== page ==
And we also got covered in the blogs and also we got an opportunity to guest blog in Tech in Asia. The coverage was pretty good. It turns up the things that things that we could do at the event and then followed through.
AT: That definitely sounds pretty good ROI there and perhaps we should encourage more early-stage, well, you guys are not so early stage anymore, but SaaS companies to employ some guerilla marketing in their marketing strategy. Out of the Mark Benioff playbook that one, it seems.
Looking at your website, one of the things that you guys do is you have within your pricing a launch plan and this thing is very much sort of aimed at startups. But could you give me and the audience some sort of insights and the idea behind the launch plan?
KS: I believe that pricing is a great filter. As any SaaS company through the first 2 to 3 years, we iterate on pricing quite a lot in terms of understanding the value proposition and then the type of customers that we attract and how much can we charge. And we all know that the right price is the one that the customer is willing to pay so which means that most companies say, most SaaS experts say that you should keep increasing your price to actually understand at what point customers push back. But of course the whole concept of Grandfathering in and keeping your promise.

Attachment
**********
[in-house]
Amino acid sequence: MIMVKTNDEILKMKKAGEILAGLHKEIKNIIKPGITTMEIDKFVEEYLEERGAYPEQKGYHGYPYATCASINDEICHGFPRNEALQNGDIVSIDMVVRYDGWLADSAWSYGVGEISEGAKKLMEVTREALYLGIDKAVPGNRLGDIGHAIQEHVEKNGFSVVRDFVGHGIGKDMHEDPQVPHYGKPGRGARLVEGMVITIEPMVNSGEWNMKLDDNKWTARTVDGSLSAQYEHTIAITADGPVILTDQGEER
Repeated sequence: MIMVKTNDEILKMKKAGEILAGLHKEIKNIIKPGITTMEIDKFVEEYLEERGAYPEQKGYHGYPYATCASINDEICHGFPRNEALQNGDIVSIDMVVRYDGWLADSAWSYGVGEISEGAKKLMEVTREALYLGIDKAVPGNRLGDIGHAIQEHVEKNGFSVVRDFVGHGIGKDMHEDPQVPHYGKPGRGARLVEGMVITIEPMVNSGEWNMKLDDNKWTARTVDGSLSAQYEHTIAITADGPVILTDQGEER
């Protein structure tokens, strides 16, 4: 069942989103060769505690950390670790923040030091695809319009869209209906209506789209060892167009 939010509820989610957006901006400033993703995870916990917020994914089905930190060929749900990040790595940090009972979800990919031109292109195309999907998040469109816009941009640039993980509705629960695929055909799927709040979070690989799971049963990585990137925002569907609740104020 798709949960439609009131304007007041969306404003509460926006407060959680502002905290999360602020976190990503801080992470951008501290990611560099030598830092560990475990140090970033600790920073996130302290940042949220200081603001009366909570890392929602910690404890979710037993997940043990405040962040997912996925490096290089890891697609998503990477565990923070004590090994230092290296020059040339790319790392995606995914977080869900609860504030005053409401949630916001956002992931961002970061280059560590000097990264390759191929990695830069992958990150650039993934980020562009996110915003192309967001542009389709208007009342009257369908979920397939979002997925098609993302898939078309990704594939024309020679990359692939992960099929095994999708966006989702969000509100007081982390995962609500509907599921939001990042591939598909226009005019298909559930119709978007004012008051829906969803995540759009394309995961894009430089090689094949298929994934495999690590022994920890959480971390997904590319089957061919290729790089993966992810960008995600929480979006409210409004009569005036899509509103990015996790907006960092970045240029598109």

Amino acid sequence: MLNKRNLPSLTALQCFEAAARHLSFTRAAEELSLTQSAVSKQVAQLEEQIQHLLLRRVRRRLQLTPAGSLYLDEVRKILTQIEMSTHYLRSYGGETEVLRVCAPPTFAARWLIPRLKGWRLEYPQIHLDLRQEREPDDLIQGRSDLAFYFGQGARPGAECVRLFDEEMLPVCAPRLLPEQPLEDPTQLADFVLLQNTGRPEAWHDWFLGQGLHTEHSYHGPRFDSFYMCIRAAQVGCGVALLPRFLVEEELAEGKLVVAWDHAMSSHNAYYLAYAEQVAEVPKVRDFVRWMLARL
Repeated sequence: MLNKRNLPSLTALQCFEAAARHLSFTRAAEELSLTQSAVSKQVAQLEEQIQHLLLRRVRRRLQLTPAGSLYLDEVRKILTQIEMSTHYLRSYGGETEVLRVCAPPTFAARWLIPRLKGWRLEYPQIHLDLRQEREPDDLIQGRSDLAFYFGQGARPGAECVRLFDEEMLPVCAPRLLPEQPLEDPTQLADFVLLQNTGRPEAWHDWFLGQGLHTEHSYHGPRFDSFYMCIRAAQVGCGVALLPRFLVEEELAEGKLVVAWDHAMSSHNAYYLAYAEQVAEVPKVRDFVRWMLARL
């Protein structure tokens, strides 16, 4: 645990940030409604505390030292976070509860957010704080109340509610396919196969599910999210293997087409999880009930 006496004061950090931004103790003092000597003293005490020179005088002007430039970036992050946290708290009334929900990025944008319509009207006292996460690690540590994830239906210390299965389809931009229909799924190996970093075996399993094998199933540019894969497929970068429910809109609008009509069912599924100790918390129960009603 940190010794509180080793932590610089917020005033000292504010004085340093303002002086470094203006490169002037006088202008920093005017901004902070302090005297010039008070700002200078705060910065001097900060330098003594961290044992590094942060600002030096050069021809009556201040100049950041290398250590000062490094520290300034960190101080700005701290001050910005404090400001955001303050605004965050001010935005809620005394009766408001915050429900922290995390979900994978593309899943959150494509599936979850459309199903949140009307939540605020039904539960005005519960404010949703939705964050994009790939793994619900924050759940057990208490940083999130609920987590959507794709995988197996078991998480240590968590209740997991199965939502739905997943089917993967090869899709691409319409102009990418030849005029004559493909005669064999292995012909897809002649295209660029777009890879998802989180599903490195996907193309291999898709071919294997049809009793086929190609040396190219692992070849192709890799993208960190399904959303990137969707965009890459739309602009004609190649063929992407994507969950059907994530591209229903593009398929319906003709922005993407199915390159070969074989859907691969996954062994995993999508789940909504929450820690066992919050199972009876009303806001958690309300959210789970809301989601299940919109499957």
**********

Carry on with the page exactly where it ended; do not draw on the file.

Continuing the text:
Interestingly, we iterated around, tested around certain things around freemium pricing model. In our first version of freemium pricing model that we tried 2 years back, we tried having 10 invoices free per month. And it turned out many prospects were also thinking they were not going to grow beyond 10 invoices per month. These were service companies and they would come in and then stay free. But as a company, as a SaaS product, our intention was to attract companies which want to grow and eventually become a paying customer. Contradictory to our belief, these companies were coming in as free customers. So we understandably learned a bunch of lessons.
But we kept the promise. We moved on from the pricing model and we did away with our freemium tier. But interestingly the conversion jumped by 100% when we had `the freemium tier and then it continued to stay at that level even when we removed the freemium tier, which meant our revenues went up. And after a year or so, after we cancelled the freemium tier we could not let go of that learning but we wanted to still dabble with free at least a little bit.